"Have you talked to him about it?"
"Yes. Well, in a sense." Kate shrugged brusquely. "He kept talking about Switzerland, and their adventures together. Things I'd never heard him talk about, in all the years we've been married."
"Well, I suppose that's understandable. Sounds like an absolutely ghastly experience, I'm not surprised he spent years trying to forget about it, until something brought it all rushing back."
"Yes, but he wouldn't stop talking about her," Kate insisted, desperate to make Lena understand. "I finally had to tell him that I just couldn't hear anything more about her."
"And? Did he stop?"
Kate's argument trailed off. She hated how petty it all sounded, when she had to put it into words; how completely petulant her jealousy appeared on its face, when it cut so deeply and so absolutely in the nebulous recesses of her mind.
"Right, so." Lena's tone had become refreshingly objective. "Your husband received some news about something very disturbing that happened to him before you had even met each other, and he took a few days to grapple with his trauma. Crap timing, to be sure, but none of it was your fault; and by the sound of it, none of it was his, either."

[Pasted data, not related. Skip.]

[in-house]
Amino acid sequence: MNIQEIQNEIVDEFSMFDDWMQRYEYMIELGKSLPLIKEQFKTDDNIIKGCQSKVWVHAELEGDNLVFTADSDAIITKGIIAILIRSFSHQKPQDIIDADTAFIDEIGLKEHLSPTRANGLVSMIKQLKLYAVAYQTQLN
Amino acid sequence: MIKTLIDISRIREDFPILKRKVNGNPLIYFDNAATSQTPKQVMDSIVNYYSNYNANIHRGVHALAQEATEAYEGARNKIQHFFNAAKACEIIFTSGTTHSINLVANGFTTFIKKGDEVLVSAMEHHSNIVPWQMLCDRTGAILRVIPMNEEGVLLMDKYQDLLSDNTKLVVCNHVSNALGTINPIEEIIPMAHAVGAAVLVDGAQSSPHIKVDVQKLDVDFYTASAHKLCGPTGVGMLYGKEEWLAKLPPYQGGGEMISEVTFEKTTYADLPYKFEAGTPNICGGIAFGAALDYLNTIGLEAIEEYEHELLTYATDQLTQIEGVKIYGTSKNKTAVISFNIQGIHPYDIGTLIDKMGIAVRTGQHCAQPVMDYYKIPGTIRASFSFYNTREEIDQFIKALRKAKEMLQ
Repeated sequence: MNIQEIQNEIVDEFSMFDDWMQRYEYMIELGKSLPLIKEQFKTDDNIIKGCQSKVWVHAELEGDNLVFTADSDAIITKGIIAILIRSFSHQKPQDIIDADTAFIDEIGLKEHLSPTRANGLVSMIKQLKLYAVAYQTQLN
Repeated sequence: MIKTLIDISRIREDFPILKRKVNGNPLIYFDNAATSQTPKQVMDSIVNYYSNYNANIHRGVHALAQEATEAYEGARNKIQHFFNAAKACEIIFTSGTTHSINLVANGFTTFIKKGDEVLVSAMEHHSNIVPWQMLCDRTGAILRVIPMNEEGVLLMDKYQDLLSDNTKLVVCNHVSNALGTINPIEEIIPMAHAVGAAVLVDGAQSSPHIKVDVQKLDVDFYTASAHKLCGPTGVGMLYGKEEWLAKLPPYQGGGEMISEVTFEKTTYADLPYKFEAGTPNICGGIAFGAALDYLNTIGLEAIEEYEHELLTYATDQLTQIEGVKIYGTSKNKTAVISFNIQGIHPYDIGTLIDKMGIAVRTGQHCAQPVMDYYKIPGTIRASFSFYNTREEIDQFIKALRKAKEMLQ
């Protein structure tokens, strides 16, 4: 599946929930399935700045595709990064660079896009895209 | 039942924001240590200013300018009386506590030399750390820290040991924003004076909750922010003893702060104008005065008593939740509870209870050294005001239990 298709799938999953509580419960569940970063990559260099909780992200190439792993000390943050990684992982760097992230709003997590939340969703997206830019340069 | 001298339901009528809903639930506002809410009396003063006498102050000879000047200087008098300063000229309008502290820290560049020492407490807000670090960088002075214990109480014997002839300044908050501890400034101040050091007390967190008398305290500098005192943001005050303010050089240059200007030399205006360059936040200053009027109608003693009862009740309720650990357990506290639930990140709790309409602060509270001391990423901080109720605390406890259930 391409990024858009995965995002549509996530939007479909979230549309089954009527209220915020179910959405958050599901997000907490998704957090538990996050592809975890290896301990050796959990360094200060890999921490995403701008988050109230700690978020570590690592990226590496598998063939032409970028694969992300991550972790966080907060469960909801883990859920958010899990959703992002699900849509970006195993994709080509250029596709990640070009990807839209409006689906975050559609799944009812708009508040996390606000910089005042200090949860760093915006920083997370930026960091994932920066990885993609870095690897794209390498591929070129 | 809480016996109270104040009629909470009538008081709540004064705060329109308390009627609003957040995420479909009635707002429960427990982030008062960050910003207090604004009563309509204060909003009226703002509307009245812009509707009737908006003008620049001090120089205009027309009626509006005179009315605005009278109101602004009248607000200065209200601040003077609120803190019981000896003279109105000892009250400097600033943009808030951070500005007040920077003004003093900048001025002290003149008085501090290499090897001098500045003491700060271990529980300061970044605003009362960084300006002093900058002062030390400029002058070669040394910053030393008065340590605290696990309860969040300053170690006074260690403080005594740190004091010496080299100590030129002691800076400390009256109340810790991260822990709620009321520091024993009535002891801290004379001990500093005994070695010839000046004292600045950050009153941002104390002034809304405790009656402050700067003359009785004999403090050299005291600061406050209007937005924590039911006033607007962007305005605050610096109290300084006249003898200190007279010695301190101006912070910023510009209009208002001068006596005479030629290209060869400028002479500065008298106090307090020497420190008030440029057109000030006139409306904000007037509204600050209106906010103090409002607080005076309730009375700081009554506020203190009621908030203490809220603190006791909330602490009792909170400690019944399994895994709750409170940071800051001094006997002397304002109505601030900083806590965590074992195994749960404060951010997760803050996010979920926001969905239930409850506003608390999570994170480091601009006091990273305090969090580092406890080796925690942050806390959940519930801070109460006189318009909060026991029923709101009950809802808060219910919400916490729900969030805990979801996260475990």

"But he loved her." The words tore themselves from Kate's throat. "He still loves her. And the blinders are off now, and I can see how he must have spent every single moment of the past forty-five years, comparing whatever we had to what he could have had with her—"
"Kate," interrupted Lena patiently, "didn't you hear a word Geoff said on Saturday?"
"What's that got to do with anything?" Kate snapped.
"I mean, you know far better than I do that Geoff wears his heart on his sleeve," Lena shrugged. "He wouldn't have said what he did, if he didn't mean it. And every single sentence of his speech fairly shone with how much he adores you. So what if he was in love with this girl, years ago? She's dead. It's not like it'd do him any good to get mired in all of that, and I daresay he knows it. So—and I say this with all the care in the world—please, please stop making your life out to be a bloody du Maurier novel."
Kate bristled. Lena noticed, but continued on relentlessly.
"Besides, suppose Geoff somehow did love you less today than he did before he got this letter—which he doesn't, as you well know, but let's say he did. What exactly would you do? Leave him?"
"How can I stay when being near him makes me so miserable?" Kate asked in a small voice. "I used to trust him, unquestioningly. Now I can't stop wondering whether everything he does is all an act."